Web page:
• Vermont senior Brady Leisenring, one of the best offensive players in the ECACHL, was lost for the season with a groin injury after just six games. He was granted a medical redshirt and will return to the lineup next year. Leisenring was on hand for the games in Albany this weekend and said he's about a month and a half away from being 100 percent. He is working with the Vermont training and strength staff and an outside physical therapy firm to rebuild strength in his legs. When Leisenring's role was reduced to that of an assistant coach, teammates gave him the nickname "Reggie Dunlop."

• Donato's classy, and accurate, comments after the loss to Cornell: "Ultimately you have to give Cornell a lot of credit. I think we were outplayed. They deserved to win. They're a great team and I wish them the best of luck in the NCAA Tournament. Sometimes at the end of a game you've got to take your hat off and say we got outplayed. That was definitely the case tonight."

• Harvard's pep band was on hand for Friday's semifinal, but didn't stay for the championship game. The Crimson band returned to Cambridge for the Harvard women's hockey NCAA Tournament game at the Bright Hockey Center. It would've been nice to hear "10,000 men" to counterbalance Cornell's "Davy."

• Former Vermont star John LeClair was on hand to lend his support to his alma mater in the early game.

• The attendance for Saturday's games was 8,637. It's the largest attendance for the championship since 1992, when the tournament was held at the Boston Garden. The two-day attendance was 16,217.

• Mike Ouellette was the tournament's leading scorer with 10 points. It's the first time that the tournament's leading scorer didn't play in the championship weekend.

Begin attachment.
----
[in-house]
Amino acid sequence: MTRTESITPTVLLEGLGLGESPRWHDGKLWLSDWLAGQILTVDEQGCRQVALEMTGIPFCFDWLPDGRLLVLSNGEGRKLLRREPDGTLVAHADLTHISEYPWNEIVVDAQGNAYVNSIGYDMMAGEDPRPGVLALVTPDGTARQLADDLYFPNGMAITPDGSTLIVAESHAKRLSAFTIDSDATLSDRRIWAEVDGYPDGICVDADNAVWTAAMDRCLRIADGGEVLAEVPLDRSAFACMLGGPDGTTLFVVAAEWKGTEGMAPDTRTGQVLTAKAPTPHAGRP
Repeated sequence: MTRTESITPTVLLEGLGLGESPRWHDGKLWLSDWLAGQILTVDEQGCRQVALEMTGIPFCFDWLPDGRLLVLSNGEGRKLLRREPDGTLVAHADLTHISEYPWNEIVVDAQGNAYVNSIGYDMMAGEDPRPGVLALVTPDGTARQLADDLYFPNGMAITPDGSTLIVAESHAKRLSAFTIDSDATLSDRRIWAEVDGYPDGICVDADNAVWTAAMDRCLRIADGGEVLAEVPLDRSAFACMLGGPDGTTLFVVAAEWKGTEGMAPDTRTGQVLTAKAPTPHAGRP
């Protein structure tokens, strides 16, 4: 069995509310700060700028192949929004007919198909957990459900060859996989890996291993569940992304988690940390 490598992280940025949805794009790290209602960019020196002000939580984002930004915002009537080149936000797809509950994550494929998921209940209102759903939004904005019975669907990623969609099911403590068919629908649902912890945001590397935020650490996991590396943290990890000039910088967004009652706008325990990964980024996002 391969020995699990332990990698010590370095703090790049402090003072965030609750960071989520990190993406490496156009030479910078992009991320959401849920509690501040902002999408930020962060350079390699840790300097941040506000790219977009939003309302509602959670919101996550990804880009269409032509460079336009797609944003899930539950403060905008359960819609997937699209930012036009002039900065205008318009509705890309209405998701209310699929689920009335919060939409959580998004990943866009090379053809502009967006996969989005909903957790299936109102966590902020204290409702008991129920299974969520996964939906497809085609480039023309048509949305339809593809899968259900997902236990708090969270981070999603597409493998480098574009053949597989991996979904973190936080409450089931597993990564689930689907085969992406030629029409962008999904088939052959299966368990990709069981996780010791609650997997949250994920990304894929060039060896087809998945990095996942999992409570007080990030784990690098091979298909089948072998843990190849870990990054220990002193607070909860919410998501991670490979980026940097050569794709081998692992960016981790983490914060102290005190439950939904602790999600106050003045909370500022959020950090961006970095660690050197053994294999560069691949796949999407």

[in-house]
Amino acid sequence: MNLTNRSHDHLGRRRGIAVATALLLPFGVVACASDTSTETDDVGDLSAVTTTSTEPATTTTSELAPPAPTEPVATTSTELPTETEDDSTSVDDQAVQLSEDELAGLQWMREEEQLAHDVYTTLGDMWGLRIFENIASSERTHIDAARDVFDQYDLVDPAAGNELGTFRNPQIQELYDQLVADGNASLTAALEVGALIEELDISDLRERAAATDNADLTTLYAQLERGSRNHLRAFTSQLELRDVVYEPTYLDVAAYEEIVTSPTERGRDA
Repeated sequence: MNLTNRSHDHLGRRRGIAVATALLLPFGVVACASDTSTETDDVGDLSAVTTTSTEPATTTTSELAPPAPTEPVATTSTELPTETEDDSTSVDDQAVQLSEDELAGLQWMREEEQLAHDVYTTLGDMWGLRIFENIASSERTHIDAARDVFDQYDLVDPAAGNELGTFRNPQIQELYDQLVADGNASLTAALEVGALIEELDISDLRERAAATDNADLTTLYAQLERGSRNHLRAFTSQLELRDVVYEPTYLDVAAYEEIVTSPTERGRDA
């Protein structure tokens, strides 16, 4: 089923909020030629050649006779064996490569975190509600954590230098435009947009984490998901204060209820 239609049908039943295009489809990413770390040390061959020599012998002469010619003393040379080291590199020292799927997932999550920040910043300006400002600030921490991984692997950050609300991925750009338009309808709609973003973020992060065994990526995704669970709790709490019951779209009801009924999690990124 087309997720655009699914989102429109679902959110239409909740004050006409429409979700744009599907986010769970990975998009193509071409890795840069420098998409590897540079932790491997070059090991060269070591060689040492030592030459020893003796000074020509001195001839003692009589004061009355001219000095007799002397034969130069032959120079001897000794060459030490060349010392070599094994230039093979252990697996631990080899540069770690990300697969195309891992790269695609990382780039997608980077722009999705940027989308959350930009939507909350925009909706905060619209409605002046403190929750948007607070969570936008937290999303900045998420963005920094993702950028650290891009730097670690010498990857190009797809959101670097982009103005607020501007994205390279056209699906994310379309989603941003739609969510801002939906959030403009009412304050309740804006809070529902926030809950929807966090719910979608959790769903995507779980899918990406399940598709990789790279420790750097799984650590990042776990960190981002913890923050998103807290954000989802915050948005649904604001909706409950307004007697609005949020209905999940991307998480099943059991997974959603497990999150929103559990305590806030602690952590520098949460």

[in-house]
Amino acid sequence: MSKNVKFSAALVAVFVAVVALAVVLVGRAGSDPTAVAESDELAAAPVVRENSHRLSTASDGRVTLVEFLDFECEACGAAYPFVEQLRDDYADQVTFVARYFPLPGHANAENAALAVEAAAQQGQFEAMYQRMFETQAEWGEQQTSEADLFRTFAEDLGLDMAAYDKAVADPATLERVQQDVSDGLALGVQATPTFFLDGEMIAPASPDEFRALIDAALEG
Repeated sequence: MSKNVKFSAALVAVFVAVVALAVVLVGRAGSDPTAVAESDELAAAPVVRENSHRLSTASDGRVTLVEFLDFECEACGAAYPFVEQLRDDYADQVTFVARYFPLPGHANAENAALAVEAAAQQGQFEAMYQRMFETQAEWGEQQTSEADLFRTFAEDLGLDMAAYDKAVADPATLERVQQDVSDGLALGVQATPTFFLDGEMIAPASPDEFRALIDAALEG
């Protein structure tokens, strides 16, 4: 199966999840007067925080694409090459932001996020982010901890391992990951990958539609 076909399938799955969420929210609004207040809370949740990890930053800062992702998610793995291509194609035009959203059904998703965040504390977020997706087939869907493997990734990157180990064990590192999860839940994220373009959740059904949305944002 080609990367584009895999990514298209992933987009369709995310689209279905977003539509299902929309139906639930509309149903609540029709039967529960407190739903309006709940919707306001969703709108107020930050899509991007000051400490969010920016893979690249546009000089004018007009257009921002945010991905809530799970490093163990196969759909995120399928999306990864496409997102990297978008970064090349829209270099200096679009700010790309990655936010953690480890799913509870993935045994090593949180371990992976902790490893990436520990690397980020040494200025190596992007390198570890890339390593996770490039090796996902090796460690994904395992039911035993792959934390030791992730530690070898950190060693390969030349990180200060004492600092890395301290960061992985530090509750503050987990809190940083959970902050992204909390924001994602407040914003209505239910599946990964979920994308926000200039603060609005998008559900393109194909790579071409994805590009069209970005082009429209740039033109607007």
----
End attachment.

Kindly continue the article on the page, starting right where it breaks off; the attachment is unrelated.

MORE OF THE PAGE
• Cook was the 10th Cornell player to be named Most Outstanding Player. He was the first defenseman to earn the honor. Seven of the previous nine MOPs for Cornell were goalies.


Union's hockey team didn't advance to the championship weekend, but Alexa Veeder did. She regularly performs the Star-Spangled Banner at Messa Rink, and expertly handled the anthem duties at Pepsi Arena all weekend.

Vermont captain Jaime Sifers is one of the most respected people in the ECACHL, regardless of the fact that he's also one of the league's elite players. As Vermont was headed from the Crowne Plaza hotel to Pepsi Arena, Sifers took time to stop in the lobby and wish Harvard's players
well in the championship game.

One of the worst penalties of the weekend was taken by Cornell's Sasha Pokulok and it cost his team. After Cornell had gained possession of the puck, Pokulok gave a parting shot to Harvard's Kevin Du. The problem was referee Peter Feola was standing right next to the players, and had an easy call in sending Pokulok to the box. Dylan Reese scored to give Harvard a 1-0 lead 22 seconds later.

Colgate's Joey Mormina scored a tap-in power-play goal at the left post, converting Tyler Burton's pass from the right wing corner with 21 seconds left in the first period. It proved to be the game-winning goal. It's a play that Colgate runs with such great regularity, that you wonder how Vermont wasn't able to recognize it from advance scouting.


Cornell, Harvard, and Colgate are all bound for the NCAA Tournament. This marks the first time that three ECACHL teams have made the national tournament since 1998 when Clarkson, Princeton, and Yale represented the league.

Vermont's hockey program embarks on a new era next fall when they'll compete in Hockey East. The Catamounts return excellent leadership in captain Jaime Sifers, plenty of offensive talent, and should be brimming with confidence after an excellent 2004-05 campaign.